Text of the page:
Illustration By Chi Birmingham
What does it take to be a successful university president? Earning a UT Arlington degree appears to be a good first step. Beyond that, it depends on whom you ask.
At least 10 alumni currently lead institutions of higher education, including large public universities, small private colleges, and seminaries.
“The willingness to be a servant-leader, a concept I learned at UTA, is also vital.”
For Montana State University President Waded Cruzado, being a good listener has proved invaluable. When she became MSU’s 12th president in 2010, she embarked on a yearlong, statewide listening tour.
“The willingness to be a servant-leader, a concept I learned at UTA, is also vital,” says Dr. Cruzado, who received a master’s degree in Spanish in 1984 and a Ph.D. in humanities in 1990.
Thinking strategically is key for Scott Scarborough, who became president of the University of Akron in July. A strong doctoral program in strategic management attracted him to UT Arlington’s College of Business.
“Strategy is about how to position an organization in a competitive environment to achieve its mission and sustain high levels of performance over time,” Dr. Scarborough ’03 says. “As president of a university, that’s what one tries to do every day.”
Sam Houston State University President Dana G. Hoyt relies on business acumen to navigate the shifting landscape of higher education. She believes understanding the financial aspects of a university is crucial.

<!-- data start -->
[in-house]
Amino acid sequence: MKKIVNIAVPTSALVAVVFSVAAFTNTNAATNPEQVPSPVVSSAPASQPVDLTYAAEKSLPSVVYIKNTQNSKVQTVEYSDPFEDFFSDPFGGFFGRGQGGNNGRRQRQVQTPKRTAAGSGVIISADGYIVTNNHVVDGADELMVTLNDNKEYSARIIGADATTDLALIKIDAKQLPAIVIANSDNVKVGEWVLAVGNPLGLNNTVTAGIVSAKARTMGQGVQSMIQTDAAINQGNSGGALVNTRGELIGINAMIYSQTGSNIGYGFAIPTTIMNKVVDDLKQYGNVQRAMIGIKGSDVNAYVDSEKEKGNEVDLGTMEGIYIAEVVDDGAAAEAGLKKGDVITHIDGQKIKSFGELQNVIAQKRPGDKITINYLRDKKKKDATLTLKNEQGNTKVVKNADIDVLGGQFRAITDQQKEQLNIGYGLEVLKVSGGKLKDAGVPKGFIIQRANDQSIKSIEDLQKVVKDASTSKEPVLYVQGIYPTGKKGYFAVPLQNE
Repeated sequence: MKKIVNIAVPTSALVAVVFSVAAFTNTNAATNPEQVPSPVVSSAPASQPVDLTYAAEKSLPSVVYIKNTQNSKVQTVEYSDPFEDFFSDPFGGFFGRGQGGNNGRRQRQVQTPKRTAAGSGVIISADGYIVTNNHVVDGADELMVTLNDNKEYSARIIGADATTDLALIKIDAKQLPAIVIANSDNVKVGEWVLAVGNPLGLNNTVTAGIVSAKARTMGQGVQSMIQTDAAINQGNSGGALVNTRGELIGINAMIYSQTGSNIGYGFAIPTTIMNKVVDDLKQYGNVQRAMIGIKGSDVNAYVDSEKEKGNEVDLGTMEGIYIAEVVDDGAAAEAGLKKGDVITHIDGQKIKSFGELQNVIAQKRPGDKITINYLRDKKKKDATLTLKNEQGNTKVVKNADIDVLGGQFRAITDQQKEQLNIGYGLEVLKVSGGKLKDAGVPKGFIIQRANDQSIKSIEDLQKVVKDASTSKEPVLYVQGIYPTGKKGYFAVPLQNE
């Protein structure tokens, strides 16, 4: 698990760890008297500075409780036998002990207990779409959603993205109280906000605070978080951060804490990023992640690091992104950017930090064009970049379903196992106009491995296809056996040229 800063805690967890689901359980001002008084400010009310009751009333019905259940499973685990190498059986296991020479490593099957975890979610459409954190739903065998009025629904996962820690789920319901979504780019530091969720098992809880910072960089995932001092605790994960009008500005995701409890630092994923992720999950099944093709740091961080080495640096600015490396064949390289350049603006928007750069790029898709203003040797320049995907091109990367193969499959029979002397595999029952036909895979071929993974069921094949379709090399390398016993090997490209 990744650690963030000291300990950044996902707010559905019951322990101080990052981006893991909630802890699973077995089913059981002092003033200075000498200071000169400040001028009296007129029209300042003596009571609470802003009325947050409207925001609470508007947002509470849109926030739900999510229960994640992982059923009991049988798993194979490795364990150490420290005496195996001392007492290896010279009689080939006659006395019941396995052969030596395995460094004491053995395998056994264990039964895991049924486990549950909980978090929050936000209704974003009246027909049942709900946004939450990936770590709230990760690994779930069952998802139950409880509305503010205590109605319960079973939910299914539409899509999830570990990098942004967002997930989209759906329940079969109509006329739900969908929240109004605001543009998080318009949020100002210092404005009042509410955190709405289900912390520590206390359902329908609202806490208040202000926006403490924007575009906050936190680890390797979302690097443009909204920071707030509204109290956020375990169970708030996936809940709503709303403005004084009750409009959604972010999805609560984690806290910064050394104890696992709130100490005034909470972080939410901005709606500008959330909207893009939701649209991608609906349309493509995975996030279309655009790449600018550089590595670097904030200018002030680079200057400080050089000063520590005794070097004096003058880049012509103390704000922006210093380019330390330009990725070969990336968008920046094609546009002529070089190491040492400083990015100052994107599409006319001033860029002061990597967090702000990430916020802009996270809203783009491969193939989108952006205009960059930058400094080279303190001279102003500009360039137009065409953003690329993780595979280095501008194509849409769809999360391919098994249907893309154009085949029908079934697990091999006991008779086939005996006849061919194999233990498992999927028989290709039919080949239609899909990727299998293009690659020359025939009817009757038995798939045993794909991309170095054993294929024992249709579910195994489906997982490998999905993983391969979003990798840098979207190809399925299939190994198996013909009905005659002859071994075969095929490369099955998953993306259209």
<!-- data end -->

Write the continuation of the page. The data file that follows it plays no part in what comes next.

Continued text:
“Presidents must be able to talk about the return on investment for their university,” says Dr. Hoyt, who earned a Ph.D. in business administration in 1993. “I know that’s a business term, but it’s critical because higher education really is an investment.”
The investment has paid off for Hoyt, Scarborough, Cruzado, and the other alumni who hold top university posts. They are Daniel Akin ’89, Southeastern Baptist Theological Seminary; Emir Caner ’99, Truett-McConnell College; Barry Creamer ’00, Criswell College; David Dockery ’88, Trinity International University; Marcia Hawkins ’87, ’00, Union College; Michael Reeser ’06, Texas State Technical College System; and Jesse Rogers ’63, Midwestern State University.
For Cruzado, UTA stoked her passion for learning and teaching. “Not only did my time there provide me with excellent academic preparation, the life lessons I learned cemented my decision to pursue a career in higher education.”